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Postby Wd40 » Tue, 17 Sep 2013 5:45 pm

zzm9980 wrote:
Wd40 wrote:
zzm9980 wrote:
Wd40 wrote:No, its just breathlessness, no ankle pain or anything.


Get a heart rate monitor to make sure you're doing it right, and just run/bike/whatever as slow as it takes to stay in the aerobic zone:
http://en.wikipedia.org/wiki/Aerobic_exercise

If you're running out of breath, you're going anaerobic or higher.

Go to a gym and use a treadmill with built-in heart rate monitor to get the hang of it if you're too cheap to buy one for yourself.


Wow! now thats getting a bit too technical. Geez, there is so much to it!


No, it's actually really easy once you try it once or twice. Basically you start to run out of breath as you exceed 80% of your heart capacity. If you stay in the 70-80% range, you increase your heart's capacity (just like exercising any other muscle).

Any exercise is better than none, but being efficient about it will help you see results with less pain in much less time. You're a DBA right? Wouldn't you cringe if query was just select whatever from *;? Sure, it would WORK, but how inefficient is that? :P


Thanks, yeah that does ring a bell :)

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x9200
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Postby x9200 » Tue, 17 Sep 2013 5:52 pm

Yeah, maybe you just run too fast?

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Wd40
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Postby Wd40 » Tue, 17 Sep 2013 5:57 pm

No not too fast, just jogging.. It has to do with lack of stamina. I can tell by just looking at my biceps. Its softer than a lady's who never did any excercise and its thin as well. I cannot do more than 12 pushups in one set.

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Postby Addadude » Tue, 17 Sep 2013 6:20 pm

Hi Wd40.

The bad news is that if your body fat is 27.7%, you are indeed overweight, regardless of what your BMI states. It also means that you are carrying way less muscle mass than you should be.

The good news is you can easily do something about it with specific lifestyle changes. Unfortunately this doesn't mean vague things like promising yourself to eat healthier, jog to a shop further away from home, or walk up to your flat instead of taking the lift. You need to embark on a proper and above all consistent exercise and nutrition programme to make any significant change.

As Lynx said, it really doesn't matter how 'bad' your starting point is. For her, running 2 km was pretty pathetic. For you, it might be unimaginable. Big deal. Just start with something you can handle. If you keep at it, your fitness level will increase. (In my experience, cardiovascular fitness improves very fast when you keep on exercising regularly.)

I'd recommend beginning with 30 mins of fast walking at least 3 times a week. (NOT running - you clearly need to work up to that.) As a rough guide, you should be moving fast enough that you'd find it hard but not impossible to keep up a conversation. I personally find that it's best to do this in the morning. For one, it's cooler. For another, in the evening you'll be tired and it will be more tempting to find excuses to skip it "just for that day". With every week that passes, try to walk a greater distance in the same amount of time.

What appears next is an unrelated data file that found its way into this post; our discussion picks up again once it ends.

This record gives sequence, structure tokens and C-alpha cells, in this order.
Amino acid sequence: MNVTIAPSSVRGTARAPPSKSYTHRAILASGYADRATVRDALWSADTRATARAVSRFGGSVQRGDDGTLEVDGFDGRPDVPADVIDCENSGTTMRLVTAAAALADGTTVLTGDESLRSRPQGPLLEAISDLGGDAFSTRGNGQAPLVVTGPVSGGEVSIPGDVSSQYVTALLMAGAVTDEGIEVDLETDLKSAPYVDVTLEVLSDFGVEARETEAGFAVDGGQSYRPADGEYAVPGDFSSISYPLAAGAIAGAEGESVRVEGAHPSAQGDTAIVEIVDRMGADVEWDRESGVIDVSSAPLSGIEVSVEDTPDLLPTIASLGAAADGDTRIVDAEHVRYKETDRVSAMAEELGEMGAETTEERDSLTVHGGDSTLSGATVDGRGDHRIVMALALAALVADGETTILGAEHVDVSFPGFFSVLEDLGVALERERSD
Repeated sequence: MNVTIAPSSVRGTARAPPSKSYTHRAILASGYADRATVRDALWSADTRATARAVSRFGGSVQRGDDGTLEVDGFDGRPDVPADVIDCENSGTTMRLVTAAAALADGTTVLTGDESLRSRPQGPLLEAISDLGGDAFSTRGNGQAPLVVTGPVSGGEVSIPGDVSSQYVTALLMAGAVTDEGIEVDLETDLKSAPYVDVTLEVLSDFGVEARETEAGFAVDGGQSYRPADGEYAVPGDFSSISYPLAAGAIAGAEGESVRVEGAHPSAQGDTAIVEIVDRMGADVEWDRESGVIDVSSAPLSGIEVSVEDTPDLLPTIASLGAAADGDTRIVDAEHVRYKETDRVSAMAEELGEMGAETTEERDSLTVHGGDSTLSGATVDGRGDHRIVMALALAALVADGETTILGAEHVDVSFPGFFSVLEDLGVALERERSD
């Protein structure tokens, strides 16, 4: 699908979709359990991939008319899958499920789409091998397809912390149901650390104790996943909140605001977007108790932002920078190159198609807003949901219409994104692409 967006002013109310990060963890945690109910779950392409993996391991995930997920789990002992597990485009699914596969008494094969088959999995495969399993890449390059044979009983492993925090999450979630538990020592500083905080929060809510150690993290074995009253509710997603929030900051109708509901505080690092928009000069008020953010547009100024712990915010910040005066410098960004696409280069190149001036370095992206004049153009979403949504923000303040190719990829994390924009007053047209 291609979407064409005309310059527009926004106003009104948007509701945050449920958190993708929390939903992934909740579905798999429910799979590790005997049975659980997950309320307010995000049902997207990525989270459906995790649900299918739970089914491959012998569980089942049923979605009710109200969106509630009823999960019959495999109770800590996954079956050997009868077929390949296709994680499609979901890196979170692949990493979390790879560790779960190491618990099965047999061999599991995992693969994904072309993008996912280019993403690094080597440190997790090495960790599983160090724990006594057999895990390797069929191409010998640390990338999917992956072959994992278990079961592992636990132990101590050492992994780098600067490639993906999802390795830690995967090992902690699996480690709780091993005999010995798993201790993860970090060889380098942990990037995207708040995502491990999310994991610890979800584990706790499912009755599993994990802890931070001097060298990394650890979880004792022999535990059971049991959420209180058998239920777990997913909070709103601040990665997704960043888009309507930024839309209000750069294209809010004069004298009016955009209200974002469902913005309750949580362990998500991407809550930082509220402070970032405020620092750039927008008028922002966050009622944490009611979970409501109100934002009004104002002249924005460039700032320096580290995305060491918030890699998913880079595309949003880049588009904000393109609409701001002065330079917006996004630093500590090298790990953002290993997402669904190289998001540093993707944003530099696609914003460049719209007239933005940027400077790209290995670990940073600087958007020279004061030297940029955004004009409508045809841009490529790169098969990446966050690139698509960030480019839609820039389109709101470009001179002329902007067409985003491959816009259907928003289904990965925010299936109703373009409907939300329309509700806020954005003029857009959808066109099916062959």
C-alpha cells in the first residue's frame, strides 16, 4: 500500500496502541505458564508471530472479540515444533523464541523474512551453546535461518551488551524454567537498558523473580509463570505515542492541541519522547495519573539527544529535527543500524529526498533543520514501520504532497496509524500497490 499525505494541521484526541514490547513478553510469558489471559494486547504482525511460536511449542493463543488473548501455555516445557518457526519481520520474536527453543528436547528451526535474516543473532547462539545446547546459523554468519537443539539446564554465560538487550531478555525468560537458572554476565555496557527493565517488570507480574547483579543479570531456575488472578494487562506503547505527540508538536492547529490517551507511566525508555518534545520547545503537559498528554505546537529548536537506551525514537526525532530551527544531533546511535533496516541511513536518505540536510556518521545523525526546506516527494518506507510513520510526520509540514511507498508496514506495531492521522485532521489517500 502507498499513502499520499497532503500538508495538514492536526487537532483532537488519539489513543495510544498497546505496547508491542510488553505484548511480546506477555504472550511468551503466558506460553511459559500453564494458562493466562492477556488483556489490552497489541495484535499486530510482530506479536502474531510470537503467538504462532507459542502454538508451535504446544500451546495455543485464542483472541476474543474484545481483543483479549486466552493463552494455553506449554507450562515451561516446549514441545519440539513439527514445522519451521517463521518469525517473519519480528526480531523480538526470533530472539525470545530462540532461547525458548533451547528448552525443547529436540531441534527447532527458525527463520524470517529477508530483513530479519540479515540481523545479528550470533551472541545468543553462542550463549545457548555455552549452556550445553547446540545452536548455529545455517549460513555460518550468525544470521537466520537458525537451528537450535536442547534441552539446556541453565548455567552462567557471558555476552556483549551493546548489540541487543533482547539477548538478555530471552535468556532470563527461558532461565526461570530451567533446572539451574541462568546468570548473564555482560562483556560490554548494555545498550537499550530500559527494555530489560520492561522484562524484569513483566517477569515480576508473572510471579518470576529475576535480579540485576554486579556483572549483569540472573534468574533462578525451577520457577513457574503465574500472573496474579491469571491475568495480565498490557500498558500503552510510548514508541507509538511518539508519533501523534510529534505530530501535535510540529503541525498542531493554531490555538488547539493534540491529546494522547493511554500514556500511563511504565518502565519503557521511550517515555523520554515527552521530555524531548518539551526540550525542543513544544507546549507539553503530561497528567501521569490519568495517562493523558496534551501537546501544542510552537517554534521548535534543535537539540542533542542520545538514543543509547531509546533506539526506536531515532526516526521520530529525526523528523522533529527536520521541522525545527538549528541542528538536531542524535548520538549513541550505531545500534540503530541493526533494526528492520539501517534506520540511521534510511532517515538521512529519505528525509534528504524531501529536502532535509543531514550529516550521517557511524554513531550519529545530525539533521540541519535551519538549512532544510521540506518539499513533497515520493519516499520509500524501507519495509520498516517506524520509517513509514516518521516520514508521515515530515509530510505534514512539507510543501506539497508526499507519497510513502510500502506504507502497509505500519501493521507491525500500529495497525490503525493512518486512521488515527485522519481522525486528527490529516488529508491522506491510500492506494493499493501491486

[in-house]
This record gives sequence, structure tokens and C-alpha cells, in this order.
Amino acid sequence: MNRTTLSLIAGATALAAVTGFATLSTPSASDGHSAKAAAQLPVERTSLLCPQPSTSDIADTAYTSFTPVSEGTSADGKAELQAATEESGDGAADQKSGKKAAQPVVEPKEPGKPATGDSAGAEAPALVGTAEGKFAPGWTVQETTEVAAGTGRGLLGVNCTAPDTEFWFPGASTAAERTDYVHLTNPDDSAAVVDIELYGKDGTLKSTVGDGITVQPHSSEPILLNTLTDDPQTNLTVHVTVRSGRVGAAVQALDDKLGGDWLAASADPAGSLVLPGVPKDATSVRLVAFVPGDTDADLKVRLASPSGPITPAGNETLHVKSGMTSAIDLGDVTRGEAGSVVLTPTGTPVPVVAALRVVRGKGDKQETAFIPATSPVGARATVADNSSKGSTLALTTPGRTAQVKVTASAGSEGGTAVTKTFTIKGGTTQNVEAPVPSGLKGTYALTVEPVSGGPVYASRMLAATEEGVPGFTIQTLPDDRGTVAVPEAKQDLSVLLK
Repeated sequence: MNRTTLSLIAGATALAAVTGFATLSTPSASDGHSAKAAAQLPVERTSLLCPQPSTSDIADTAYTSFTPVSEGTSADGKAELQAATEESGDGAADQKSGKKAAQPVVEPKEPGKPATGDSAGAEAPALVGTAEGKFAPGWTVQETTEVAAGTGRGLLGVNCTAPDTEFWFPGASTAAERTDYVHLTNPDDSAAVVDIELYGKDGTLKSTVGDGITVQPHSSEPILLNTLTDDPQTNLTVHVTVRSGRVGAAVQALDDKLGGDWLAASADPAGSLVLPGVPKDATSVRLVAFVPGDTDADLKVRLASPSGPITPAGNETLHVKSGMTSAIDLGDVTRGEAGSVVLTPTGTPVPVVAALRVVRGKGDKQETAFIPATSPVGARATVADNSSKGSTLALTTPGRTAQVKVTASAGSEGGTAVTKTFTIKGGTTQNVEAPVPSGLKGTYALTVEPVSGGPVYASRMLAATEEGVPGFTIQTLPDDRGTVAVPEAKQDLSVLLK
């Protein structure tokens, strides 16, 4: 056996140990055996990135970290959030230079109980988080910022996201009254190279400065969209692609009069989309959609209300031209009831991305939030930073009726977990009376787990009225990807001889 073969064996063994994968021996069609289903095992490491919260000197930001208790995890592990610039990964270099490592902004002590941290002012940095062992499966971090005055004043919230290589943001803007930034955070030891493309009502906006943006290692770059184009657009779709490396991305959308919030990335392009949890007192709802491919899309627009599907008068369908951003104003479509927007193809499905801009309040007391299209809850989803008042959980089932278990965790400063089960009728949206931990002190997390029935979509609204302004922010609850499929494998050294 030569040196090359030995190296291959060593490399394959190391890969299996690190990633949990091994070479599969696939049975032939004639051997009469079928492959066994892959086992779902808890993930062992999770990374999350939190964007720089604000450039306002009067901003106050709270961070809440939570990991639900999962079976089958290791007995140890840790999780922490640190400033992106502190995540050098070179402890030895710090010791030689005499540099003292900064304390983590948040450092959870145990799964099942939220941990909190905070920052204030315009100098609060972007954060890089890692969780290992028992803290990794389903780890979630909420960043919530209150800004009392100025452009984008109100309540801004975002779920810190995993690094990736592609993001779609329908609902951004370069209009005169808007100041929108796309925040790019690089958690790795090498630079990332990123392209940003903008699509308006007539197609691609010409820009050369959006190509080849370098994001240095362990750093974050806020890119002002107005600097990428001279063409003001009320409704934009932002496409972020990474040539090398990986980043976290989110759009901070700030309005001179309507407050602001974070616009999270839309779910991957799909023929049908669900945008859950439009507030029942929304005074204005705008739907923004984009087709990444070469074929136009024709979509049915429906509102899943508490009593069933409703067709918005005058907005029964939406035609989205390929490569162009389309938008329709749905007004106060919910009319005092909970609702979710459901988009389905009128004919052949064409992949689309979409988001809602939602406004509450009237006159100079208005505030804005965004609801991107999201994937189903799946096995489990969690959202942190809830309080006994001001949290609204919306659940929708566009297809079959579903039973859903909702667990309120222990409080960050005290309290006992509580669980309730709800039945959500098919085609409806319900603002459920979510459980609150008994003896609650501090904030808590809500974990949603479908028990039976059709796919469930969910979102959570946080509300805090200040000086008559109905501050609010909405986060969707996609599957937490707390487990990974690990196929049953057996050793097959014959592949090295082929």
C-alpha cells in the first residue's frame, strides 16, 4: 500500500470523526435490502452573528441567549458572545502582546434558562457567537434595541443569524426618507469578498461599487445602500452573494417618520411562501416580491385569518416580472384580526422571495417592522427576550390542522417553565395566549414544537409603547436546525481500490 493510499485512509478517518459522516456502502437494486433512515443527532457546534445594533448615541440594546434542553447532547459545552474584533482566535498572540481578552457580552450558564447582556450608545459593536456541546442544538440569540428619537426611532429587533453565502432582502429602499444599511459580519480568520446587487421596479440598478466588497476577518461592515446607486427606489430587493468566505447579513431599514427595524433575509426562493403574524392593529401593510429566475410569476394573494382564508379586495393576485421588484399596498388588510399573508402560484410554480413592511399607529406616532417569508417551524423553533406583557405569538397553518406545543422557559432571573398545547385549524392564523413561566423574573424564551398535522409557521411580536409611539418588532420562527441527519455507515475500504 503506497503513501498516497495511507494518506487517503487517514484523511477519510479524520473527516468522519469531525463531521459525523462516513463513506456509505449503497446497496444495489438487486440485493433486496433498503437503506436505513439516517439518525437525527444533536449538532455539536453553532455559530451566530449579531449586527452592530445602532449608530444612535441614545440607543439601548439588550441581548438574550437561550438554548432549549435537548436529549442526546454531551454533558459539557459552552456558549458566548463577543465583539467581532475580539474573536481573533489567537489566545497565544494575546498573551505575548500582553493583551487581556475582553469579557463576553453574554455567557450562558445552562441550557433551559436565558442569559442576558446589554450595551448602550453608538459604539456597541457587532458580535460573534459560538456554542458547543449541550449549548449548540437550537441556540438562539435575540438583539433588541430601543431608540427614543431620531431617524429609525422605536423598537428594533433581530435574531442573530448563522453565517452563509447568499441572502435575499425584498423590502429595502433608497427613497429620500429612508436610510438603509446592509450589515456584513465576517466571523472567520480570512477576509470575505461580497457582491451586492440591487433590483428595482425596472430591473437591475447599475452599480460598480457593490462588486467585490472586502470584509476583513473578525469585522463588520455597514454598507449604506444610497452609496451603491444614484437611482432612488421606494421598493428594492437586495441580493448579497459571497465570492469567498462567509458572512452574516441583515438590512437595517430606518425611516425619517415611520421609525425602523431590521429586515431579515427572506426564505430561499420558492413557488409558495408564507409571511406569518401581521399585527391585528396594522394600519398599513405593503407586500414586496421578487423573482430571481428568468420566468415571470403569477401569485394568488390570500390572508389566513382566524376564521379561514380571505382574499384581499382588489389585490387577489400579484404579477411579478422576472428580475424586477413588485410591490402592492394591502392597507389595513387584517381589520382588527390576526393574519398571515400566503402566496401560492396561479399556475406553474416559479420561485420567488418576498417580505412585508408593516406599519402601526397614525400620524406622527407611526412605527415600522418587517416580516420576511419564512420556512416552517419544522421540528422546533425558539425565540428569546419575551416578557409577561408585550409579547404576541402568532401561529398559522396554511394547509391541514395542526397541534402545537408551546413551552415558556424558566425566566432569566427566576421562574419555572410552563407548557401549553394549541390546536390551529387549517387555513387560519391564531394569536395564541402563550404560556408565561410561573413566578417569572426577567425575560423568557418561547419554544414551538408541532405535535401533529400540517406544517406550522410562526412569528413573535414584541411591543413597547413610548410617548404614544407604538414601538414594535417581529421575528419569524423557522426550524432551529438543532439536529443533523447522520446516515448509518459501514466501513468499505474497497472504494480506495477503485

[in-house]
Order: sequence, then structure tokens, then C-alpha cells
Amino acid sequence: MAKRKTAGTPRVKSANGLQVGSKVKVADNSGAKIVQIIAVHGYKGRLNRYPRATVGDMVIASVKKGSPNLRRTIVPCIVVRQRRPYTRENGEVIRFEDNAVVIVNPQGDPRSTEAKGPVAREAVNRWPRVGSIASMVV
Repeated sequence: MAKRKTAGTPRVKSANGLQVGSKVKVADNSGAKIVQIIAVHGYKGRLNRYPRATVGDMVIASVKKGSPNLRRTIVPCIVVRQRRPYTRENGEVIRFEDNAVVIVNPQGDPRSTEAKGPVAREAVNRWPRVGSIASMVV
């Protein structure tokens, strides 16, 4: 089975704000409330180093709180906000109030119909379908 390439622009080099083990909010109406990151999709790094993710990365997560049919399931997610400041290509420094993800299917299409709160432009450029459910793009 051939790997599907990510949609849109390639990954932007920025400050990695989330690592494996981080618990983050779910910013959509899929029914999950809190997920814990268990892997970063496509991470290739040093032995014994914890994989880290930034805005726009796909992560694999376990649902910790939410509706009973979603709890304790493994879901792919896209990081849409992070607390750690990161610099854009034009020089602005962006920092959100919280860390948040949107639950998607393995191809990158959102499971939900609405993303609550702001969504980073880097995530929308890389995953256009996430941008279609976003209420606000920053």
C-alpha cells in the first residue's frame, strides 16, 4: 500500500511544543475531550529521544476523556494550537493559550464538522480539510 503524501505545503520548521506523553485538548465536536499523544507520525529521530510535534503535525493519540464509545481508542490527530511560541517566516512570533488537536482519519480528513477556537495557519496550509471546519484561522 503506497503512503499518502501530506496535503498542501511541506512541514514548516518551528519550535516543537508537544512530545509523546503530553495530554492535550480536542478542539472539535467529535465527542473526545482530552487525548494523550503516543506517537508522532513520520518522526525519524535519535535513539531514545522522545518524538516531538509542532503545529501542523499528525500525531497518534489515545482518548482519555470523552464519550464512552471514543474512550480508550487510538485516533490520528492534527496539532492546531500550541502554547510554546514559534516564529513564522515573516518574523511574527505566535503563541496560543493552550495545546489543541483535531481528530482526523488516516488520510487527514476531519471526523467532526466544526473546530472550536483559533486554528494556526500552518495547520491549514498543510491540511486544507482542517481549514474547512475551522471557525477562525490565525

Next, you need to get cracking on a good strength building routine to build up your muscle mass. While you can Google bodyweight exercise routines that you can perform at home, it's still better to sign up with a gym and a personal trainer to show you the best exercises for your needs.

Along with cardiovascular fitness and muscle strength, you'll also need to work on flexibility. That's something a PT can take you through as part of your gym routine.

Finally there's the dietary component. That means cutting down on starchy carbs and upping the leafy carbs and (lean) protein you intake. Chicken and fish are the meats of choice. If you are a vegetarian, adequate protein consumption can be a problem however. (I'm afraid I don't have an answer to this one.)

Exercise - as opposed to sports - is arguably fairly boring. You can make it more interesting (and effective) by challenging yourself to do that bit better every week. As I mentioned with walking/running, you can try do go further in the same amount of time. With gym workouts I've found it very useful to keep a workout log where I note down the weights I use and the rep range. Every week I try to do that bit better - by either increasing the amount of reps with the same weight or, if I hit my target rep range the previous week, increasing the weight used. My workout log is essential to keep track of these numbers. It also acts as a great encouragement when you are feeling under motivated to compare where you are currently at to where you were a few months ago. (It also acts as a good kick up the arse when you've been slacking!)

Remember, the real key to achieve your goals is to be CONSISTENT.
"Both politicians and nappies need to be changed regularly, and for the same reasons."

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Postby Wd40 » Tue, 17 Sep 2013 6:32 pm

Thanks Addadude, thats a very sound advice.